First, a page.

I’m what I would classify as a binge writer. All my life I have heard that you have to write everyday. That advice has depressed me, because my lifestyle doesn’t allow that to happen. Further, I have to immerse myself into a project before I can do what I consider a good job. So I commit long weekends, Christmas and Spring breaks and summer months to my serious writing projects.
During the school season, I have traditionally written short stuff–short stories, mainly–and in the past year, focused on trying to build up a following on Twitter. I heard somewhere that if you are going to independently publish, the best places to promote yourself are on Twitter and Facebook. What’s interesting is that I am discovering that every other person who has written a book, or started writing a book, or dreamed of writing a book, is doing the same thing. As I add friends, I come across writers in every conceivable genre, at every conceivable level, trying to hawk their wares.
This is both disconcerting and refreshing. Disconcerting because I see how much competition there is in the marketplace for people’s attention. Refreshing because the atmosphere, for the most part, is not one of competition, but of cooperation. I have gotten a great deal of help with understanding what works in indie publishing either by reading other people’s blogs or by asking people outright the question that is in my head. What’s fun is that I am now able to help other people as well in the same way, even though I have been doing this for less than 9 months.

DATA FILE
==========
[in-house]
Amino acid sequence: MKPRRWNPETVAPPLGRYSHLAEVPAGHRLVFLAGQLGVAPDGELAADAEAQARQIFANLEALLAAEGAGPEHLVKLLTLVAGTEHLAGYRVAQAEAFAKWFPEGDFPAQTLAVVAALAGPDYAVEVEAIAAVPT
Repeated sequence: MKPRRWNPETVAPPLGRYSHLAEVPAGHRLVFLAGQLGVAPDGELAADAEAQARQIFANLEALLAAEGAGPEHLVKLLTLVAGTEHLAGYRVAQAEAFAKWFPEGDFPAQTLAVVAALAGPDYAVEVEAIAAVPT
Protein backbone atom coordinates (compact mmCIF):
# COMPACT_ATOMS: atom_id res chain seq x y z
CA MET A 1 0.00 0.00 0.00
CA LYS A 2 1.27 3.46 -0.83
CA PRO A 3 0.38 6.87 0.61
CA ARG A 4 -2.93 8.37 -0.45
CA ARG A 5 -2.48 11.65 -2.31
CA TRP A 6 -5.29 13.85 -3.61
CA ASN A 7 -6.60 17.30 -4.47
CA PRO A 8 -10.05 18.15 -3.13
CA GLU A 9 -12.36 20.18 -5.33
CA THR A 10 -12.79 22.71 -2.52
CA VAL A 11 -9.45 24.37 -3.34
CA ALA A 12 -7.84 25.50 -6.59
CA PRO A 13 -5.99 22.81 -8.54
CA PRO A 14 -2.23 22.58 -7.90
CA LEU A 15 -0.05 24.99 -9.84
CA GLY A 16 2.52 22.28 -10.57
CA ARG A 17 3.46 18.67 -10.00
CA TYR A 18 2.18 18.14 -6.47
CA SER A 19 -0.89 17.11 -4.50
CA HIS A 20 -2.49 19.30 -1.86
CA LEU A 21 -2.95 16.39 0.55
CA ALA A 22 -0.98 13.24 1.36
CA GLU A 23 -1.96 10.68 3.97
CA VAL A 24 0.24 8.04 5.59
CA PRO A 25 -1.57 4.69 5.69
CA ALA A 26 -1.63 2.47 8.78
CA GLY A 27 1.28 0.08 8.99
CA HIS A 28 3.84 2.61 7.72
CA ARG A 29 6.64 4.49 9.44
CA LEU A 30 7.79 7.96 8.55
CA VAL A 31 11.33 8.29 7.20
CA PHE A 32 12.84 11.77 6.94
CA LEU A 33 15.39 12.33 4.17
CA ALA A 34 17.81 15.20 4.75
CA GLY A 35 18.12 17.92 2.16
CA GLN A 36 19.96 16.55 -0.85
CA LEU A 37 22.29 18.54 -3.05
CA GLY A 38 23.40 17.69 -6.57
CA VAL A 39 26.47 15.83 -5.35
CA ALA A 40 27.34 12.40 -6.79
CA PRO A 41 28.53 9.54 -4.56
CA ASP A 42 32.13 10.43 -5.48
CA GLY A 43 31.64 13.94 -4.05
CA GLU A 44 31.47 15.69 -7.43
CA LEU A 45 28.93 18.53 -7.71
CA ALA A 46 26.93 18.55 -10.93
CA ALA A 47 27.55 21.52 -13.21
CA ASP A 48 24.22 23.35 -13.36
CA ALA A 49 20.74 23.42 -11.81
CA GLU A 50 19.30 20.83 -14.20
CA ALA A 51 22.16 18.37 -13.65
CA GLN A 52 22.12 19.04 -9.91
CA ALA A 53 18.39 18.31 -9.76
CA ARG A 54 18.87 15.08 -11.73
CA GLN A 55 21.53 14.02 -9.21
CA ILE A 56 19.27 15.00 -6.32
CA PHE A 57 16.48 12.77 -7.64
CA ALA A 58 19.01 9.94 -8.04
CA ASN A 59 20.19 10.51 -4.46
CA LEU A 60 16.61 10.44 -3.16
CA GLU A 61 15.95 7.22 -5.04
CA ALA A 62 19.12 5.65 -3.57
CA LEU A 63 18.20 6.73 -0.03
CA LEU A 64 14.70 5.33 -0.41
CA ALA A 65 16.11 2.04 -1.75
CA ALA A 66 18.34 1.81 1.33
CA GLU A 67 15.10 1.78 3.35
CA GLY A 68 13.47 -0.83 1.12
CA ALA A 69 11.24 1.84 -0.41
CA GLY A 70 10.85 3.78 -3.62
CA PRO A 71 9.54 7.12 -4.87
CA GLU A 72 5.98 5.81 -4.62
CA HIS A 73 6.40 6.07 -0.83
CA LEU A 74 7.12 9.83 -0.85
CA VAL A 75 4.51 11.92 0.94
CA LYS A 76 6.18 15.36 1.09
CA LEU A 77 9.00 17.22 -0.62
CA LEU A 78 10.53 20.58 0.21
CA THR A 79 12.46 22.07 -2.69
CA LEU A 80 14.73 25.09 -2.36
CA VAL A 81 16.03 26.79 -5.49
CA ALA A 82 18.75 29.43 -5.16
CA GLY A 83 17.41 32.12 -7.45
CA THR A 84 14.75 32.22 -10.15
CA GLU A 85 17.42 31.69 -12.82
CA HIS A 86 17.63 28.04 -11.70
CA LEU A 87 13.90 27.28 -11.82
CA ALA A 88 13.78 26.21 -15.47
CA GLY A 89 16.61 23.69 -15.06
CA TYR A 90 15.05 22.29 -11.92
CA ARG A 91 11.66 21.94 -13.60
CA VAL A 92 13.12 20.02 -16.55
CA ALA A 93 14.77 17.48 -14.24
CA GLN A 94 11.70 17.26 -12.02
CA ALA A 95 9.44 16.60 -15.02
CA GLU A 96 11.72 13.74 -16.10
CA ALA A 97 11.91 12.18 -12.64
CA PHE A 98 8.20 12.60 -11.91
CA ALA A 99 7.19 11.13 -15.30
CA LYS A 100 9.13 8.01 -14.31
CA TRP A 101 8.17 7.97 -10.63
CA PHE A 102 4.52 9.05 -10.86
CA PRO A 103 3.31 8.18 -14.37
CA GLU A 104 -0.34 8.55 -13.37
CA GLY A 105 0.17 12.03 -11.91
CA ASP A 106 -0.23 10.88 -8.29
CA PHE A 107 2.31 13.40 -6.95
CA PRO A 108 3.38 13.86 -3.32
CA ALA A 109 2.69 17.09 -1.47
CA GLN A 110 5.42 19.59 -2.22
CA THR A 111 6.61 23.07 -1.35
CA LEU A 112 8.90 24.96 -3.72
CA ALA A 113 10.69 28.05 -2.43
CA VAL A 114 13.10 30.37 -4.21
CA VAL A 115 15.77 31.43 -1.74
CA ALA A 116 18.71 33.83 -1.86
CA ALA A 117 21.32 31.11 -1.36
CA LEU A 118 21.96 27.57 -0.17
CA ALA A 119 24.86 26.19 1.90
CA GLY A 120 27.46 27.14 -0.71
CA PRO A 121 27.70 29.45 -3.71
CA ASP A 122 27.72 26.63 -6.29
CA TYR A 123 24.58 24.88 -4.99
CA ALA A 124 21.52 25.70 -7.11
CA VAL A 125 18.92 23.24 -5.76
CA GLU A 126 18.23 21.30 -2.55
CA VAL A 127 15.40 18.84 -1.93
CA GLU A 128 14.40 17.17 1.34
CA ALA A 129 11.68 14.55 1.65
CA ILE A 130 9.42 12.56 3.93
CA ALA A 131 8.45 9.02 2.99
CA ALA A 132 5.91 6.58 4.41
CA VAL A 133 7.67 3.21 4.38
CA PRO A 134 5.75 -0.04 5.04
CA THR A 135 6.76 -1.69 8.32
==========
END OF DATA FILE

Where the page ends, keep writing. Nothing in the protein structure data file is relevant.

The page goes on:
There’s a lot of information out there, some of it good, much of it misleading, about getting your books published and finding customers. I find it pretty much like anything else on the Internet: you have to sift through the information and determine for yourself what is cool and what is crap. That being said, here are a few bits of advice I have determined through a combination of experience, good and bad, and advice from others:
* A good cover is worth its weight in gold. Don’t overpay, but invest in someone who will treat you right. You will be surprised the difference it makes.
* Don’t underestimate the value of professional editing. It’s your reputation, after all.
* There are many roads to the same goal of book marketing. Use trial and error to find out what works for you.
* To add Twitter followers, find someone who writes books like yours, and start adding their followers.
* Make friends on Twitter. Have fun. Be sociable.
* Write professionally. Then rewrite, rewrite, rewrite.
In the movie, “The Replacements,” Gene Hackman’s character uses the analogy of being a duck on a pond. On the surface, everything looks great. But beneath the surface, everyone is paddling like crazy. That’s me. That’s also everyone else I talk to on Twitter.
My final bit of advice is this: Find out what works for you, and stick to it. Writing is not about making money. It’s about sharing ideas. Share those ideas, and regardless of how many readers you have, you will be a success.